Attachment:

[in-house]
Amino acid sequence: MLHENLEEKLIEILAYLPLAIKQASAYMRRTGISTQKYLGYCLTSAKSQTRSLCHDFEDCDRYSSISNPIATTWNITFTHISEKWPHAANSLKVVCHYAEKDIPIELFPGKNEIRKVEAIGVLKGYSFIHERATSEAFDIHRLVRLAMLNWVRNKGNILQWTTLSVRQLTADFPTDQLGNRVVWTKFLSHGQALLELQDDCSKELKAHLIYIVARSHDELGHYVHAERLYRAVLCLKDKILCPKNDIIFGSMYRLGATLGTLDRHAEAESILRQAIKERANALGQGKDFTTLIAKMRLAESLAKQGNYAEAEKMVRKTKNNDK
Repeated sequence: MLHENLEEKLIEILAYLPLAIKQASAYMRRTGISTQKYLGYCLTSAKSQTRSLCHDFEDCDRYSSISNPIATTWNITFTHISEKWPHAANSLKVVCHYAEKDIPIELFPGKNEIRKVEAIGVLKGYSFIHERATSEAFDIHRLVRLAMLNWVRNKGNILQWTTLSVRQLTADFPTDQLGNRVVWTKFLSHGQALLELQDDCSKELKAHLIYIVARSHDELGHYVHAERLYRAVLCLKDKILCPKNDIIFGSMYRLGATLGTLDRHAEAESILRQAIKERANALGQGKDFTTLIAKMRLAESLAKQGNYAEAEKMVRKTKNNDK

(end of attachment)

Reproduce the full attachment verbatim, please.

[in-house]
Amino acid sequence: MLHENLEEKLIEILAYLPLAIKQASAYMRRTGISTQKYLGYCLTSAKSQTRSLCHDFEDCDRYSSISNPIATTWNITFTHISEKWPHAANSLKVVCHYAEKDIPIELFPGKNEIRKVEAIGVLKGYSFIHERATSEAFDIHRLVRLAMLNWVRNKGNILQWTTLSVRQLTADFPTDQLGNRVVWTKFLSHGQALLELQDDCSKELKAHLIYIVARSHDELGHYVHAERLYRAVLCLKDKILCPKNDIIFGSMYRLGATLGTLDRHAEAESILRQAIKERANALGQGKDFTTLIAKMRLAESLAKQGNYAEAEKMVRKTKNNDK
Repeated sequence: MLHENLEEKLIEILAYLPLAIKQASAYMRRTGISTQKYLGYCLTSAKSQTRSLCHDFEDCDRYSSISNPIATTWNITFTHISEKWPHAANSLKVVCHYAEKDIPIELFPGKNEIRKVEAIGVLKGYSFIHERATSEAFDIHRLVRLAMLNWVRNKGNILQWTTLSVRQLTADFPTDQLGNRVVWTKFLSHGQALLELQDDCSKELKAHLIYIVARSHDELGHYVHAERLYRAVLCLKDKILCPKNDIIFGSMYRLGATLGTLDRHAEAESILRQAIKERANALGQGKDFTTLIAKMRLAESLAKQGNYAEAEKMVRKTKNNDK